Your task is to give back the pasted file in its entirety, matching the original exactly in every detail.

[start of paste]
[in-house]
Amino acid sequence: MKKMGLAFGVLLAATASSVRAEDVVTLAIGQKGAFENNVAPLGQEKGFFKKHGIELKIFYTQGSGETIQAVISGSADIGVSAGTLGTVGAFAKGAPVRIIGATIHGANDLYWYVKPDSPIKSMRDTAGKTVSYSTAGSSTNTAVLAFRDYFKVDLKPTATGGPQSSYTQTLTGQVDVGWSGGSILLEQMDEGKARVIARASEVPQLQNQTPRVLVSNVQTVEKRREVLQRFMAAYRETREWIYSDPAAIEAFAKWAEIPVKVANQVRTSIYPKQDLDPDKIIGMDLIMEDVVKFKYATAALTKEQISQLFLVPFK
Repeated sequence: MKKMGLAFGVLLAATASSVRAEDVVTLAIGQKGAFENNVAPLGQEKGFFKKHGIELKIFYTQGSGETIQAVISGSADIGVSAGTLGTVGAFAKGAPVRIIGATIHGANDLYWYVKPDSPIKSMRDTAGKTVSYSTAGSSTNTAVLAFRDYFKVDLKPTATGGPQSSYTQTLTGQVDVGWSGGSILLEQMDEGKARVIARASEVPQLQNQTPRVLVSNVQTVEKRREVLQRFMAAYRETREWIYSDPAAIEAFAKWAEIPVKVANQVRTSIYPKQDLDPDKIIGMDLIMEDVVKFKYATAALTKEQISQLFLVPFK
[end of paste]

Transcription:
[in-house]
Amino acid sequence: MKKMGLAFGVLLAATASSVRAEDVVTLAIGQKGAFENNVAPLGQEKGFFKKHGIELKIFYTQGSGETIQAVISGSADIGVSAGTLGTVGAFAKGAPVRIIGATIHGANDLYWYVKPDSPIKSMRDTAGKTVSYSTAGSSTNTAVLAFRDYFKVDLKPTATGGPQSSYTQTLTGQVDVGWSGGSILLEQMDEGKARVIARASEVPQLQNQTPRVLVSNVQTVEKRREVLQRFMAAYRETREWIYSDPAAIEAFAKWAEIPVKVANQVRTSIYPKQDLDPDKIIGMDLIMEDVVKFKYATAALTKEQISQLFLVPFK
Repeated sequence: MKKMGLAFGVLLAATASSVRAEDVVTLAIGQKGAFENNVAPLGQEKGFFKKHGIELKIFYTQGSGETIQAVISGSADIGVSAGTLGTVGAFAKGAPVRIIGATIHGANDLYWYVKPDSPIKSMRDTAGKTVSYSTAGSSTNTAVLAFRDYFKVDLKPTATGGPQSSYTQTLTGQVDVGWSGGSILLEQMDEGKARVIARASEVPQLQNQTPRVLVSNVQTVEKRREVLQRFMAAYRETREWIYSDPAAIEAFAKWAEIPVKVANQVRTSIYPKQDLDPDKIIGMDLIMEDVVKFKYATAALTKEQISQLFLVPFK